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Breast Calcification

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Calcification is a common process where small spots of calcium spots deposit themselves in breast tissue. These deposits can be the result of aging or other breast conditions such as fibroadenomas or cysts. Inflammation or foreign bodies such as implants or stitches can also lead to calcification.

Calcium phosphate crystals tend to aggregate into clumps, more so in collaboration with collagens. Collagens are insoluble proteins found in tissues. Calcification can occur in tissues and muscles of the hips, shoulders, elbows, hands and chest also.


Probable causes of breast calcifications

Injury or breast surgery can lead to microcalcification. Surgery such as silicone implants or removal of tissues are other probable causes. If you have undergone radiation treatment in the chest area, you are at higher risk for developing breast calcifications. Calcium deposits within the milk ducts or within the breast arteries are other causes for developing breast calcifications. Any breast infection such as mastitis or dermatitis is yet another cause for calcification within the breast. Calcium deposit within the fluid of a benign cyst can also occur. Calcification can also occur in a benign growth such as fibroadenoma. Breast calcifications are not caused due to dietary calcium.


Types of Breast Calcification

Macrocalcifications: These are coarse calcium deposits and are usually representative of degeneration of the breasts, either due to inflammation, injuries or aging of the breast arteries. Such calcifications are generally benign and are usually found in women over the age of 50. They appear as large white dots or dashes on the mammogram. Macrocalcifications in the breast appear as calcium deposits in cysts or milk ducts.


Breast Microcalcifications


This type of calcification is found as tiny specks of calcium in the breast. A cluster is an area where there is a proliferation of many microcalcifications. Such clusters may be cancerous. Breast microcalcifications are not felt on self breast examination. When a mammogram shows a spot of calcium buildup, it is called a microcalcification.

By itself, microcalcification is not a cause for worry as it can occur due to many reasons, not always cancerous. It is when these microcalcifications in the breast appear in tight clusters of irregular shapes that they become cause for concern.

When these breast microcalcifications appear in a scattered manner, they are usually indicative of benign breast tissue. Biopsy of some tissue is done for diagnosis. Microcalcifications in the breast are common during menopause.


Breast calcification and mammogram

Such calcium deposits are so tiny and cannot be felt by you or your doctor. A mammogram is used to detect calcifications. The radiologist examines the shape, size and pattern of the calcifications to make a diagnosis. Sometimes, a biopsy is required to confirm the diagnosis. Since a mammogram reveals just an area of abnormal tissue, a stereotactic biopsy is used to locate the area to be biopsied. X rays are used to guide the radiologist.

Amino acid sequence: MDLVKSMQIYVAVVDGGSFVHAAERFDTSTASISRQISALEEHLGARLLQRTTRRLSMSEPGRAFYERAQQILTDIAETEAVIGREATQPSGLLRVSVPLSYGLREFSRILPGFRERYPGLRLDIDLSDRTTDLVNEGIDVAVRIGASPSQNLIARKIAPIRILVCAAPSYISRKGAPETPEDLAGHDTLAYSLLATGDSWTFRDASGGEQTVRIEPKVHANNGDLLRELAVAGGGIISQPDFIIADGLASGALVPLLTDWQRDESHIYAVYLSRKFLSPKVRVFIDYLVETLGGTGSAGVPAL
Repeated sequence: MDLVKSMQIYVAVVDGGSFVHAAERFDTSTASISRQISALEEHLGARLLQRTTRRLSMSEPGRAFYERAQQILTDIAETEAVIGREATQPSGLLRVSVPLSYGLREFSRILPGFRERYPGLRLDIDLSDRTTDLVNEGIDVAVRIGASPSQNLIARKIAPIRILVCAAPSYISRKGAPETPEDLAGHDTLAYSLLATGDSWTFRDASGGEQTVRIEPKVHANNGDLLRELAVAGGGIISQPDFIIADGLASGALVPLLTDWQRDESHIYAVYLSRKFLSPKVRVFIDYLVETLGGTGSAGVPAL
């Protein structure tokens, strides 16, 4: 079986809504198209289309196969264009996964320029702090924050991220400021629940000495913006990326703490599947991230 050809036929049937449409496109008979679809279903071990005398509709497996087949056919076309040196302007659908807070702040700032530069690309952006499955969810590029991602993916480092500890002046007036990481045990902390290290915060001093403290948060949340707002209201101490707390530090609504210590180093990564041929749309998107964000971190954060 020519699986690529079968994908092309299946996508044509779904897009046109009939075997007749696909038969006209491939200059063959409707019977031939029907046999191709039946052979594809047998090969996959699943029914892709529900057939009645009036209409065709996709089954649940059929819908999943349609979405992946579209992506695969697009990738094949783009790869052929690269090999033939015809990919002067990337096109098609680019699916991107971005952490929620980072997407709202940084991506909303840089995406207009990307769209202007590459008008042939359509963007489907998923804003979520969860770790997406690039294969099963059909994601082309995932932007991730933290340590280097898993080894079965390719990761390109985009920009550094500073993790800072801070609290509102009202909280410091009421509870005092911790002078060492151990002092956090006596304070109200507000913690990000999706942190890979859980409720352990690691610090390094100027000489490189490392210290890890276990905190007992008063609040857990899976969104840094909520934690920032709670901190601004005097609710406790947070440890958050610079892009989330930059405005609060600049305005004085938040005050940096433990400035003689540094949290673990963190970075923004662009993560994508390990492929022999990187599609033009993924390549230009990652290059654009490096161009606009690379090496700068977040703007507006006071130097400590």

Benign breast calcifications are dermal calcifications, milk of calcium calcifications, suture calcifications and lucent-centered calcifications. The Breast Image Reporting and Data System (BI-RADS) of the American College of Radiology (ACR) has categorized the types of calcifications. Calcifications can be grouped according to their distribution - segmental, regional, diffused, linear or clustered.

Lobular calcifications appear as uniform, sharply outlined and are most often punctuate or round. Lobular calcifications can often be mistaken for intraductal calcifications. They are usually benign. On the other hand, intraductal calcifications can appear in different sizes, density and form. Intraductal calcifications occur within the intraductal lumen and exhibit fine branching distribution. They are usually higher on the possible malignancy scale.


The best diagnostic tool to detect breast calcification is a high quality mammography done by a radiologist who is skilled in the proper positioning and compression of the breast. Such mammograms are best viewed on high-luminance viewers where extraneous glare and light is eliminated. The morphology is an important determinant in detecting malignancy of breast calcifications. A biopsy can confirm the readings.

When instances of calcification are detected, mammograms are routinely taken to determine the stability of the calcifications. Suspicious mammograms must be followed by core needle biopsy, as it is minimally traumatic and relatively less expensive than surgical biopsy.


A mammogram can pick up microscopic deposits of calcium within breast tissue or even tiny blood vessels. In about 15% of the cases, these clusters are malignant. As compared with a surgical biopsy where the surgeon uses a scalpel to remove a chunk of tissue, core biopsy involves insertion of a large needle through the skin. This is usually aided by computers. But some types of conditions necessitate surgical biopsy, such as when the lesion is next to the chest wall and not easily visualized.


Bibliography / Reference:

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